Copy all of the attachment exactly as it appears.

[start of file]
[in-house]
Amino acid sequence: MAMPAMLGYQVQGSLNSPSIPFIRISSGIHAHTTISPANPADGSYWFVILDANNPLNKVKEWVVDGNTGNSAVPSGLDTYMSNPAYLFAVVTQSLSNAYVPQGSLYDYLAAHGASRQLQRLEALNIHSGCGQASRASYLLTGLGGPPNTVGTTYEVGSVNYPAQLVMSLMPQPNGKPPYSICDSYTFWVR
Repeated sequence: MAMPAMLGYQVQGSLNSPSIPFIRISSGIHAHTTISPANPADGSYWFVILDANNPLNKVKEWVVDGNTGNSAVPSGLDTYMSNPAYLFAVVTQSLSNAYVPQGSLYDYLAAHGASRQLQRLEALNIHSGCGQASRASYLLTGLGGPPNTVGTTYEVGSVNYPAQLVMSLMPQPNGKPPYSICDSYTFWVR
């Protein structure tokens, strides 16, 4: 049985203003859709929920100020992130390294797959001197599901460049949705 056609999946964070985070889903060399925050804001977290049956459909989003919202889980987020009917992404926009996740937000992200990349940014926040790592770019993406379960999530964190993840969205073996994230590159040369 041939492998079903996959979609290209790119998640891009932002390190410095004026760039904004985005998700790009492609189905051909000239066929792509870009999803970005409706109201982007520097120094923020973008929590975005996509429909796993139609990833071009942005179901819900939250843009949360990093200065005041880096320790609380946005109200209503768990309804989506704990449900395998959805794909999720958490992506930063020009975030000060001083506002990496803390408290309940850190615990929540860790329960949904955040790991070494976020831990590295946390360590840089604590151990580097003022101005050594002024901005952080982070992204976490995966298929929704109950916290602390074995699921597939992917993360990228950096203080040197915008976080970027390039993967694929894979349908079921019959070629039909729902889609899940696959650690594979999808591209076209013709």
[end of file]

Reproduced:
[in-house]
Amino acid sequence: MAMPAMLGYQVQGSLNSPSIPFIRISSGIHAHTTISPANPADGSYWFVILDANNPLNKVKEWVVDGNTGNSAVPSGLDTYMSNPAYLFAVVTQSLSNAYVPQGSLYDYLAAHGASRQLQRLEALNIHSGCGQASRASYLLTGLGGPPNTVGTTYEVGSVNYPAQLVMSLMPQPNGKPPYSICDSYTFWVR
Repeated sequence: MAMPAMLGYQVQGSLNSPSIPFIRISSGIHAHTTISPANPADGSYWFVILDANNPLNKVKEWVVDGNTGNSAVPSGLDTYMSNPAYLFAVVTQSLSNAYVPQGSLYDYLAAHGASRQLQRLEALNIHSGCGQASRASYLLTGLGGPPNTVGTTYEVGSVNYPAQLVMSLMPQPNGKPPYSICDSYTFWVR
């Protein structure tokens, strides 16, 4: 049985203003859709929920100020992130390294797959001197599901460049949705 056609999946964070985070889903060399925050804001977290049956459909989003919202889980987020009917992404926009996740937000992200990349940014926040790592770019993406379960999530964190993840969205073996994230590159040369 041939492998079903996959979609290209790119998640891009932002390190410095004026760039904004985005998700790009492609189905051909000239066929792509870009999803970005409706109201982007520097120094923020973008929590975005996509429909796993139609990833071009942005179901819900939250843009949360990093200065005041880096320790609380946005109200209503768990309804989506704990449900395998959805794909999720958490992506930063020009975030000060001083506002990496803390408290309940850190615990929540860790329960949904955040790991070494976020831990590295946390360590840089604590151990580097003022101005050594002024901005952080982070992204976490995966298929929704109950916290602390074995699921597939992917993360990228950096203080040197915008976080970027390039993967694929894979349908079921019959070629039909729902889609899940696959650690594979999808591209076209013709």